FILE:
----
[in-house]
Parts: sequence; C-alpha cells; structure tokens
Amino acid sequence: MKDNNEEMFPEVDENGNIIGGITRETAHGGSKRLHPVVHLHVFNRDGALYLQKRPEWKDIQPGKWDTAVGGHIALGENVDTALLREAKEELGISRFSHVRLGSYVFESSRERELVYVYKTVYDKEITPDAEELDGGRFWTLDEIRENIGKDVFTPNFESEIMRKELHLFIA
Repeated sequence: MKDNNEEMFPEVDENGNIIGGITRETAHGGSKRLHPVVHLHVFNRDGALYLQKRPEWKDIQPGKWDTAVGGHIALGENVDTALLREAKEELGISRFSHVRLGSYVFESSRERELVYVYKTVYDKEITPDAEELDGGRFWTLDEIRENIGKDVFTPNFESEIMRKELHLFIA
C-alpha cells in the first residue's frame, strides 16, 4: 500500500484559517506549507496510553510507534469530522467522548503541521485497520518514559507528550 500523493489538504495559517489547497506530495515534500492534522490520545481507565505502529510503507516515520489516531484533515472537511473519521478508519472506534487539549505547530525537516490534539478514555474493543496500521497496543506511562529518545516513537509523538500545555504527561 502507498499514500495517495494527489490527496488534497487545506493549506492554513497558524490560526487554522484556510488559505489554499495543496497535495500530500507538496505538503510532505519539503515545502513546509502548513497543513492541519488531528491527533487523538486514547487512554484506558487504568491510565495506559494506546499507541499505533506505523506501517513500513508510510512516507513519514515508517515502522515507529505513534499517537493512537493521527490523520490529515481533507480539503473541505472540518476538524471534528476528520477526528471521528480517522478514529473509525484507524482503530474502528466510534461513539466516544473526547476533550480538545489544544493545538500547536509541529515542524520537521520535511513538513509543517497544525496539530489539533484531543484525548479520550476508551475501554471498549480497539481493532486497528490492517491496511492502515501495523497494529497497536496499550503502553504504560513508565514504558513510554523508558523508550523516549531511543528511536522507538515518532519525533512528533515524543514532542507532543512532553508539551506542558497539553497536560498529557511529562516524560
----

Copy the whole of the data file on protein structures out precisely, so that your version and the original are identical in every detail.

[in-house]
Parts: sequence; C-alpha cells; structure tokens
Amino acid sequence: MKDNNEEMFPEVDENGNIIGGITRETAHGGSKRLHPVVHLHVFNRDGALYLQKRPEWKDIQPGKWDTAVGGHIALGENVDTALLREAKEELGISRFSHVRLGSYVFESSRERELVYVYKTVYDKEITPDAEELDGGRFWTLDEIRENIGKDVFTPNFESEIMRKELHLFIA
Repeated sequence: MKDNNEEMFPEVDENGNIIGGITRETAHGGSKRLHPVVHLHVFNRDGALYLQKRPEWKDIQPGKWDTAVGGHIALGENVDTALLREAKEELGISRFSHVRLGSYVFESSRERELVYVYKTVYDKEITPDAEELDGGRFWTLDEIRENIGKDVFTPNFESEIMRKELHLFIA
C-alpha cells in the first residue's frame, strides 16, 4: 500500500484559517506549507496510553510507534469530522467522548503541521485497520518514559507528550 500523493489538504495559517489547497506530495515534500492534522490520545481507565505502529510503507516515520489516531484533515472537511473519521478508519472506534487539549505547530525537516490534539478514555474493543496500521497496543506511562529518545516513537509523538500545555504527561 502507498499514500495517495494527489490527496488534497487545506493549506492554513497558524490560526487554522484556510488559505489554499495543496497535495500530500507538496505538503510532505519539503515545502513546509502548513497543513492541519488531528491527533487523538486514547487512554484506558487504568491510565495506559494506546499507541499505533506505523506501517513500513508510510512516507513519514515508517515502522515507529505513534499517537493512537493521527490523520490529515481533507480539503473541505472540518476538524471534528476528520477526528471521528480517522478514529473509525484507524482503530474502528466510534461513539466516544473526547476533550480538545489544544493545538500547536509541529515542524520537521520535511513538513509543517497544525496539530489539533484531543484525548479520550476508551475501554471498549480497539481493532486497528490492517491496511492502515501495523497494529497497536496499550503502553504504560513508565514504558513510554523508558523508550523516549531511543528511536522507538515518532519525533512528533515524543514532542507532543512532553508539551506542558497539553497536560498529557511529562516524560